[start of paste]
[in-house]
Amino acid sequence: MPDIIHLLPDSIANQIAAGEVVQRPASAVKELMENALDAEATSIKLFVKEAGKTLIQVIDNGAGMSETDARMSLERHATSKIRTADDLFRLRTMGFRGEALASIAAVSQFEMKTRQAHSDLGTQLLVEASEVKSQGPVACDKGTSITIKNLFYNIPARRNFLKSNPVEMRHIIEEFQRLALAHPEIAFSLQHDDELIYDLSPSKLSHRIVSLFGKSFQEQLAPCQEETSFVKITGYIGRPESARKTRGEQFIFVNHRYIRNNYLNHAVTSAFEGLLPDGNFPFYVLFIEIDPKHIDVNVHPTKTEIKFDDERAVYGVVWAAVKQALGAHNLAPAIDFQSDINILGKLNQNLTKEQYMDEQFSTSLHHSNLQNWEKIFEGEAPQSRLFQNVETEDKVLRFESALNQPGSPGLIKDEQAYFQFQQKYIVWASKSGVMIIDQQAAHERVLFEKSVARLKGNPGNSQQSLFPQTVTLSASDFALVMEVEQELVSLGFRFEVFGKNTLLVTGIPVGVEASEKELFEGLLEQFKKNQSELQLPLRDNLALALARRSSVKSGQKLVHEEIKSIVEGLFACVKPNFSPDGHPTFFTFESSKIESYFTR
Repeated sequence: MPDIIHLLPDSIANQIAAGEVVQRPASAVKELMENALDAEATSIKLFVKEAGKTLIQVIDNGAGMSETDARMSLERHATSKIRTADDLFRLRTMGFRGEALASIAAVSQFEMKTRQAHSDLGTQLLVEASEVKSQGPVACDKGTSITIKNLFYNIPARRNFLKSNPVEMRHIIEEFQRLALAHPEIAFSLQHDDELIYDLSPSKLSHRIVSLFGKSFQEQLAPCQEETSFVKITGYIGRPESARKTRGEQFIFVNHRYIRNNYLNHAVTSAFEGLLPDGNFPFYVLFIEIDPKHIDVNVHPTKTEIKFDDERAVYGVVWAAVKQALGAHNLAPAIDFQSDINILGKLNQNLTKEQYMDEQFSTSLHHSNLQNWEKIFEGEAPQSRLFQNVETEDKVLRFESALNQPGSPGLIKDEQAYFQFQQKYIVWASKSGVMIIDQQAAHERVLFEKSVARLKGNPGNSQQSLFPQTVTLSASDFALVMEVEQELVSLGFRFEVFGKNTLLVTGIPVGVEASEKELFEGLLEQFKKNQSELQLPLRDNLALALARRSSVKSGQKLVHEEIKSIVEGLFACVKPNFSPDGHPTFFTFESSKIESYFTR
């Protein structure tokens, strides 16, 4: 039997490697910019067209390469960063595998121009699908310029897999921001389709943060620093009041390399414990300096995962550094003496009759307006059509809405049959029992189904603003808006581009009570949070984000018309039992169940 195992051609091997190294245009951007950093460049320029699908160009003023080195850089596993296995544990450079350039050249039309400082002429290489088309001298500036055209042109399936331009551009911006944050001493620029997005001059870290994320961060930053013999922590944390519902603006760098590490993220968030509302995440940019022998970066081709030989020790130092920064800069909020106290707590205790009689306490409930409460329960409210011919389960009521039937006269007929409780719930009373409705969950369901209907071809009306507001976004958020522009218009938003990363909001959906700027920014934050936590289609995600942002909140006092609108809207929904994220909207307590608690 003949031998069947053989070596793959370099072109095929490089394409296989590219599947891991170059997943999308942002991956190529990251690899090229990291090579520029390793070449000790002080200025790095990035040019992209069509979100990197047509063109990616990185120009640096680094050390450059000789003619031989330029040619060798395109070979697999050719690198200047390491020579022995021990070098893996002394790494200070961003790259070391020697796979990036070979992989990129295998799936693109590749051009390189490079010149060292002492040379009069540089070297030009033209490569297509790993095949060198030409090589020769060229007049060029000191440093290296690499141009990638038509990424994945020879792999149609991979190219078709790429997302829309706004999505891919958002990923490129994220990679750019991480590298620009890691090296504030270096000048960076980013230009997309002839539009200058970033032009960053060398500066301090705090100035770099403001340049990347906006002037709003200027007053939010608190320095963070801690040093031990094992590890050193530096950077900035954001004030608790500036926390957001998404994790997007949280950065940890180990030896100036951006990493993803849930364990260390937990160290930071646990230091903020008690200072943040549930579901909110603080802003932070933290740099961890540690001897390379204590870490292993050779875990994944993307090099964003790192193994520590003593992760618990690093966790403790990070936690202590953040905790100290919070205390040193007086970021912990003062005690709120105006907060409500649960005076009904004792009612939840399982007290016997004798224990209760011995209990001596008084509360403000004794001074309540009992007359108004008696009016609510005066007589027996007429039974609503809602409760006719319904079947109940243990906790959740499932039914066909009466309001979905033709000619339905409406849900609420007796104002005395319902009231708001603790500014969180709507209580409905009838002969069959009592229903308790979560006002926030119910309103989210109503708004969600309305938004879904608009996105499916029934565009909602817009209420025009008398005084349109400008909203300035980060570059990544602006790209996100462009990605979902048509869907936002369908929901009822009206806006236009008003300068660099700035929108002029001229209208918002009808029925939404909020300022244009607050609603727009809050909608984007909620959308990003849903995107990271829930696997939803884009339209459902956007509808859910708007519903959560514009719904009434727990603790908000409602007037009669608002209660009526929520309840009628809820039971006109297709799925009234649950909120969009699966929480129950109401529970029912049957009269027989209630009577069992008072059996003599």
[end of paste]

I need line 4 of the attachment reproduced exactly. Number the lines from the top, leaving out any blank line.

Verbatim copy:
């Protein structure tokens, strides 16, 4: 039997490697910019067209390469960063595998121009699908310029897999921001389709943060620093009041390399414990300096995962550094003496009759307006059509809405049959029992189904603003808006581009009570949070984000018309039992169940 195992051609091997190294245009951007950093460049320029699908160009003023080195850089596993296995544990450079350039050249039309400082002429290489088309001298500036055209042109399936331009551009911006944050001493620029997005001059870290994320961060930053013999922590944390519902603006760098590490993220968030509302995440940019022998970066081709030989020790130092920064800069909020106290707590205790009689306490409930409460329960409210011919389960009521039937006269007929409780719930009373409705969950369901209907071809009306507001976004958020522009218009938003990363909001959906700027920014934050936590289609995600942002909140006092609108809207929904994220909207307590608690 003949031998069947053989070596793959370099072109095929490089394409296989590219599947891991170059997943999308942002991956190529990251690899090229990291090579520029390793070449000790002080200025790095990035040019992209069509979100990197047509063109990616990185120009640096680094050390450059000789003619031989330029040619060798395109070979697999050719690198200047390491020579022995021990070098893996002394790494200070961003790259070391020697796979990036070979992989990129295998799936693109590749051009390189490079010149060292002492040379009069540089070297030009033209490569297509790993095949060198030409090589020769060229007049060029000191440093290296690499141009990638038509990424994945020879792999149609991979190219078709790429997302829309706004999505891919958002990923490129994220990679750019991480590298620009890691090296504030270096000048960076980013230009997309002839539009200058970033032009960053060398500066301090705090100035770099403001340049990347906006002037709003200027007053939010608190320095963070801690040093031990094992590890050193530096950077900035954001004030608790500036926390957001998404994790997007949280950065940890180990030896100036951006990493993803849930364990260390937990160290930071646990230091903020008690200072943040549930579901909110603080802003932070933290740099961890540690001897390379204590870490292993050779875990994944993307090099964003790192193994520590003593992760618990690093966790403790990070936690202590953040905790100290919070205390040193007086970021912990003062005690709120105006907060409500649960005076009904004792009612939840399982007290016997004798224990209760011995209990001596008084509360403000004794001074309540009992007359108004008696009016609510005066007589027996007429039974609503809602409760006719319904079947109940243990906790959740499932039914066909009466309001979905033709000619339905409406849900609420007796104002005395319902009231708001603790500014969180709507209580409905009838002969069959009592229903308790979560006002926030119910309103989210109503708004969600309305938004879904608009996105499916029934565009909602817009209420025009008398005084349109400008909203300035980060570059990544602006790209996100462009990605979902048509869907936002369908929901009822009206806006236009008003300068660099700035929108002029001229209208918002009808029925939404909020300022244009607050609603727009809050909608984007909620959308990003849903995107990271829930696997939803884009339209459902956007509808859910708007519903959560514009719904009434727990603790908000409602007037009669608002209660009526929520309840009628809820039971006109297709799925009234649950909120969009699966929480129950109401529970029912049957009269027989209630009577069992008072059996003599």